Hypersensitivity caused by exposure to a particular antigen (allergen), resulting in an increased reactivity to that antigen on subsequent exposure, sometimes with harmful immunologic consequences.

Allergic Rhinitis

Also known as hay fever, this is an inflammation of the nasal mucous membranes that is caused by specific allergen(s). It is an allergy characterized by sneezing, itchy and watery eyes, a runny or stuffy nose, coughing and a burning/scratchy sensation of the palate and throat.


A lung disorder marked by attacks of breathing difficulty, wheezing, coughing, and thick mucus coming from the lungs. The episodes may be triggered by breathing foreign substances (allergens) or pollutants, infection, vigorous exercise, or emotional stress.


Excision of tissue from a living being for diagnosis.


The eosinophils, ordinarily about 2% of the granulocyte count (60 to 75% of the white blood cells), increase in number in the presence of allergic disorders and parasitic infestations.


Small sac.


Apprehension of danger, or dread, accompanied by nervous restlessness, tension, increased heart rate, and shortness of breath unrelated to a clearly identifiable stimulus.


An essential trace mineral. The functions of zinc are enzymatic. There are over 70 metalloenzymes known to require zinc for their functions. The main biochemicals in which zinc has been found to be necessary include: enzymes and enzymatic function, protein synthesis and carbohydrate metabolism. Zinc is a constituent of insulin and male reproductive fluid. Zinc is necessary for the proper metabolism of alcohol, to get rid of the lactic acid that builds up in working muscles and to transfer it to the lungs. Zinc is involved in the health of the immune system, assists vitamin A utilization and is involved in the formation of bone and teeth.


Herbs may be used as dried extracts (capsules, powders, teas), glycerites (glycerine extracts), or tinctures (alcohol extracts). Unless otherwise indicated, teas should be made with one teaspoon herb per cup of hot water. Steep covered 5 to 10 minutes for leaf or flowers, and 10 to 20 minutes for roots. Tinctures may be used singly or in combination as noted. The high doses of single herbs suggested may be best taken as dried extracts (in capsules), although tinctures (60 drops four times per day) and teas (4 to 6 cups per day) may also be used.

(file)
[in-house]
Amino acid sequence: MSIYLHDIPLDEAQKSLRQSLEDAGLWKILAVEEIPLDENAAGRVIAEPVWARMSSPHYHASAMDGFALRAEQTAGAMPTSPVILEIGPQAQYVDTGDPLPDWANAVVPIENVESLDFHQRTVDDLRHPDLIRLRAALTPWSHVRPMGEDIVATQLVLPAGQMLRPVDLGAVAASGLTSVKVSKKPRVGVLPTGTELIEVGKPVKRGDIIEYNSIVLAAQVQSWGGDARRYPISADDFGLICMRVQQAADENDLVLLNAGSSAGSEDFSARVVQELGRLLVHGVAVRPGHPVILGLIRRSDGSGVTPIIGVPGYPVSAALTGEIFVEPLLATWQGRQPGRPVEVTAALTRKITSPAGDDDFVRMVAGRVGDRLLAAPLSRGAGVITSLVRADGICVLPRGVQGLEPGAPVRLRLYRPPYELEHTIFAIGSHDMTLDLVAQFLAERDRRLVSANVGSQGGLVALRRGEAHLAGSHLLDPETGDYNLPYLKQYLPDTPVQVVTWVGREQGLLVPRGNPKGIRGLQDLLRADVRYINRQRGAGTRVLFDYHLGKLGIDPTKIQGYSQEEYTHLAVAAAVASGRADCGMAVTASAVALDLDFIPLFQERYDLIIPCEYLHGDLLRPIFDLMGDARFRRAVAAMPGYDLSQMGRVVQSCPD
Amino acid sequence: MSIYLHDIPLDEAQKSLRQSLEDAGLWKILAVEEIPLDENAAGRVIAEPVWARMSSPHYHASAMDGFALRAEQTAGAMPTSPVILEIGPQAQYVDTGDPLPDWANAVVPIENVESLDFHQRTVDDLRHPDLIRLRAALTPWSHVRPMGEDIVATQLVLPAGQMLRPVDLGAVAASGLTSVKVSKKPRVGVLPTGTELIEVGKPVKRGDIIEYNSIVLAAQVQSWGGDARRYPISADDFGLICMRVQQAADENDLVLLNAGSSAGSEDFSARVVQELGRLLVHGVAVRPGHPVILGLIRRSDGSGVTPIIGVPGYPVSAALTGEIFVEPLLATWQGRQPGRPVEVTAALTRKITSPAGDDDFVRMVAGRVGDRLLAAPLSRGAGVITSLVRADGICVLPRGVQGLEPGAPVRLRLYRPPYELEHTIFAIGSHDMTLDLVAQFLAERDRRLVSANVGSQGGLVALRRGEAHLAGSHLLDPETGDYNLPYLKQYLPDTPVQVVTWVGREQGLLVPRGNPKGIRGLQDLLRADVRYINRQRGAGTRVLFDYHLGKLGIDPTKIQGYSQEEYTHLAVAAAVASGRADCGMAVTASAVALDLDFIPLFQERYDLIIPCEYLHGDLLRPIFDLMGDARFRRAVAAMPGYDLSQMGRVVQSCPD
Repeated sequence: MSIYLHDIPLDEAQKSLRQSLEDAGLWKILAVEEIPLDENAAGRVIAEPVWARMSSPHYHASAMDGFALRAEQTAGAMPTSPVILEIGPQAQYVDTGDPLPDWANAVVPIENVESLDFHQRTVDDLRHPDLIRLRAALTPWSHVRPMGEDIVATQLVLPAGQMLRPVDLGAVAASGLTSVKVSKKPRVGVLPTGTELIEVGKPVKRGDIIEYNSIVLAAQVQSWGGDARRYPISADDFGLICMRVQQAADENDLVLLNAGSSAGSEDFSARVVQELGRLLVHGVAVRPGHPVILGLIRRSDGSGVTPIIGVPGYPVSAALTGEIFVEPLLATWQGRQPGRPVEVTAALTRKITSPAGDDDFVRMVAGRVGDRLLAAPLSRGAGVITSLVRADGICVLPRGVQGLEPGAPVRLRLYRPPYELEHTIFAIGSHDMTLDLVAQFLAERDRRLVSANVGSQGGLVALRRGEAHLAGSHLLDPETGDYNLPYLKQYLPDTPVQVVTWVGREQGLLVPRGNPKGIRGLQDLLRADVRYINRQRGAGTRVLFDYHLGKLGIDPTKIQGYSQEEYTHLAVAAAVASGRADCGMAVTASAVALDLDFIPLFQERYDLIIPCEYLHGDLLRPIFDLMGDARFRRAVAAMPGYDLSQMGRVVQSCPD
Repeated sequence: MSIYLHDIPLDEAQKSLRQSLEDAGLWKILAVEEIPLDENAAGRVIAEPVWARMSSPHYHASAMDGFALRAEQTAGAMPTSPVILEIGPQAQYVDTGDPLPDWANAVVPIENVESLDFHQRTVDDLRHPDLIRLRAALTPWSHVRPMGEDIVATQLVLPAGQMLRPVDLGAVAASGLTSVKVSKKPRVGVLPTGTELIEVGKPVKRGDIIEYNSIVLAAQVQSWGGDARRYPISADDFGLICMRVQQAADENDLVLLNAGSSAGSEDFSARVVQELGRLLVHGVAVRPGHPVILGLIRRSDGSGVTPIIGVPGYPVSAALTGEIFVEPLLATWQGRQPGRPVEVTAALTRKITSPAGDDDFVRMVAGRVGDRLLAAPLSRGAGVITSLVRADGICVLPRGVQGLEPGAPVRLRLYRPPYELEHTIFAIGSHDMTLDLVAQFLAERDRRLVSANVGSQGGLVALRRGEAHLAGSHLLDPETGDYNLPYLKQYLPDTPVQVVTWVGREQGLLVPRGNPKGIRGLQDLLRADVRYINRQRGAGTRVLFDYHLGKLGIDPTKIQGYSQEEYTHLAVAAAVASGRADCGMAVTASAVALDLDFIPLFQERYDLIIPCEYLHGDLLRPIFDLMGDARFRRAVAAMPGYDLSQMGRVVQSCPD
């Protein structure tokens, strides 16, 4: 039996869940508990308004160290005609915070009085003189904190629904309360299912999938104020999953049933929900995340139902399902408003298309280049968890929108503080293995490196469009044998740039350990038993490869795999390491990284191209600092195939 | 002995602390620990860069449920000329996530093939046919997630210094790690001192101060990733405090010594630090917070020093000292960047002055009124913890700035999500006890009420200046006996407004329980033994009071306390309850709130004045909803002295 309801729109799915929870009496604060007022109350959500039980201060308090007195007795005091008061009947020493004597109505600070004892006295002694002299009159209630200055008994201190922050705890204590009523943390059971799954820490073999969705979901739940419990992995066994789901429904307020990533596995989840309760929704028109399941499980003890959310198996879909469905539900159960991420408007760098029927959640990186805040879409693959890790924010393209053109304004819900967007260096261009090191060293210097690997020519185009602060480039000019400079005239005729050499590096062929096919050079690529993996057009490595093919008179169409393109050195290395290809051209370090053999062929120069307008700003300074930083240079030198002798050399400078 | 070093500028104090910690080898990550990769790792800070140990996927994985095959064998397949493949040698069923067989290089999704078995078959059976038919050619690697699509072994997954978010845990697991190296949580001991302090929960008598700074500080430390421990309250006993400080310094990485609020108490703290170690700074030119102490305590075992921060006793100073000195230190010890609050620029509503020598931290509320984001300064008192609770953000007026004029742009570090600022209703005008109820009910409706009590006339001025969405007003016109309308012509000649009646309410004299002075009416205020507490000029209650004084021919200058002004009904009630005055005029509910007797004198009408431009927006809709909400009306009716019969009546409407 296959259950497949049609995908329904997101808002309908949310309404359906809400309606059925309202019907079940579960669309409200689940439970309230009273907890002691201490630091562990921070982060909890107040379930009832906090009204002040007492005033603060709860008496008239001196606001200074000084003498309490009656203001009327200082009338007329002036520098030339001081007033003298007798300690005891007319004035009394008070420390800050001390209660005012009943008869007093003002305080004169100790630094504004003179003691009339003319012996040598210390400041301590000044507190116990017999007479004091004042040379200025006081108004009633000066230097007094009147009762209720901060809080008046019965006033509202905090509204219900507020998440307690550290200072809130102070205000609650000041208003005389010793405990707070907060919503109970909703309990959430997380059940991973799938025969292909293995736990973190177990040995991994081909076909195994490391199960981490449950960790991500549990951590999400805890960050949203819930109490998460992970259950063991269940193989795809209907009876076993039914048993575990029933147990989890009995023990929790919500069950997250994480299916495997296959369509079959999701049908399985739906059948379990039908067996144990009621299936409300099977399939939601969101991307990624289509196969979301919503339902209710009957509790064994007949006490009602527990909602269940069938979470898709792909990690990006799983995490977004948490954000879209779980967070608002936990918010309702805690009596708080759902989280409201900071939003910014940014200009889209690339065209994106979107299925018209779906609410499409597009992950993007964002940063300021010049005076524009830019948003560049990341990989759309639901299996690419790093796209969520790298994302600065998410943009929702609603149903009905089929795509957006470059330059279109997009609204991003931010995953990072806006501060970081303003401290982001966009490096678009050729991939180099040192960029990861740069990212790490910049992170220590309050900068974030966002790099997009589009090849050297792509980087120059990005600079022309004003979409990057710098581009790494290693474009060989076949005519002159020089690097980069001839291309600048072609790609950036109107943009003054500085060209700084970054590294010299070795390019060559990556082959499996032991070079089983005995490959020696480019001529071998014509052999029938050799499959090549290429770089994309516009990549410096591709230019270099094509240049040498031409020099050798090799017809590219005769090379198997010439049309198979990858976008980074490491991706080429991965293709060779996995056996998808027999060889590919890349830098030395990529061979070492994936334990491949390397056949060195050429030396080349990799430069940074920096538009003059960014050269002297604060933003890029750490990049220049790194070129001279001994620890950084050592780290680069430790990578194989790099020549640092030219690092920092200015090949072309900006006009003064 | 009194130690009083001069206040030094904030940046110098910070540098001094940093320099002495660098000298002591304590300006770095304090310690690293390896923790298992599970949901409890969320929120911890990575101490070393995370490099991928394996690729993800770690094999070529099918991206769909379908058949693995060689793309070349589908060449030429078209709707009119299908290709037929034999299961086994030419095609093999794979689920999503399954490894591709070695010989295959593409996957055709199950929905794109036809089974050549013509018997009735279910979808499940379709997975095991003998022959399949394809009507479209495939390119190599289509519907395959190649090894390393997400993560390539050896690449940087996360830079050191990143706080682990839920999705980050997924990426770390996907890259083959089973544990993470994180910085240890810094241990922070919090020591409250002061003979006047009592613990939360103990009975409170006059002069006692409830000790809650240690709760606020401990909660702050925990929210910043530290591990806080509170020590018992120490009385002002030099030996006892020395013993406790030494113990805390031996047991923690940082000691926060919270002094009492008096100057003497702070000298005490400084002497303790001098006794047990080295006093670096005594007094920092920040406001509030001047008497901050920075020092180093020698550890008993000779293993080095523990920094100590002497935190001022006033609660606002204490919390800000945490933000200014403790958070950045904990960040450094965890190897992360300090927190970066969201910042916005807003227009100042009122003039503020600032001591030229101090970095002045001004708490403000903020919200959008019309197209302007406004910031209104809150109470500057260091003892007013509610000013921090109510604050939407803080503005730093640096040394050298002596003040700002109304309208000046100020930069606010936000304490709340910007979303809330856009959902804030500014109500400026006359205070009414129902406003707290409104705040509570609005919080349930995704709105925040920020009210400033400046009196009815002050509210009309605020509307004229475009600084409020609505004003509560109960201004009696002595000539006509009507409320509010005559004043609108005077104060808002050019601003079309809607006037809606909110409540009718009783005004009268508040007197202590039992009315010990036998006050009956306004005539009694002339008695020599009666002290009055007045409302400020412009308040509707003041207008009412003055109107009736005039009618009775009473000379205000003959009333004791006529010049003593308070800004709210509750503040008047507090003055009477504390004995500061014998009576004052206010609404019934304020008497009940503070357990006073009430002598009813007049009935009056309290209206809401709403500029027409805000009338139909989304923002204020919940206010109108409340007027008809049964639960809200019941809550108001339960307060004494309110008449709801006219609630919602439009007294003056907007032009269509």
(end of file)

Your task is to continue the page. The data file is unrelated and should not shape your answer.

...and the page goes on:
A single-cell organism that may cause infection in the mouth, vagina, gastrointestinal tract, and any or all bodily parts. Common yeast infections include candidiasis and thrush.


The basophils account for about 1% of the granulocyte count (60 to 75% of the white blood cells). They release chemicals such as histamine and play a role in the inflammatory response to infection.


An essential mineral that our bodies regulate and conserve. Excess sodium retention increases the fluid volume (edema) and low sodium leads to less fluid and relative dehydration. The adult body averages a total content of over 100 grams of sodium, of which a surprising one-third is in bone. A small amount of sodium does get into cell interiors, but this represents only about ten percent of the body content. The remaining 57 percent or so of the body sodium content is in the fluid immediately surrounding the cells, where it is the major cation (positive ion). The role of sodium in the extracellular fluid is maintaining osmotic equilibrium (the proper difference in ions dissolved in the fluids inside and outside the cell) and extracellular fluid volume. Sodium is also involved in nerve impulse transmission, muscle tone and nutrient transport. All of these functions are interrelated with potassium.


A substance that is capable of producing an allergic response in the body.


A substance, usually protein or protein-sugar complex in nature, which, being foreign to the bloodstream or tissues of an animal, stimulates the formation of specific blood serum antibodies and white blood cell activity. Re-exposure to similar antigen will reactivate the white blood cells and antibody programmed against this specific antigen.


(mg): 1/1,000 of a gram by weight.


First portion of the small intestine between the pylorus and jejunum.


An inherited skin disorder in which there are red patches with thick, dry silvery scales. It is caused by the body making too-many skin cells. Sores may be anywhere on the body but are more common on the arms, scalp, ears, and the pubic area. A swelling of small joints may go along with the skin disease.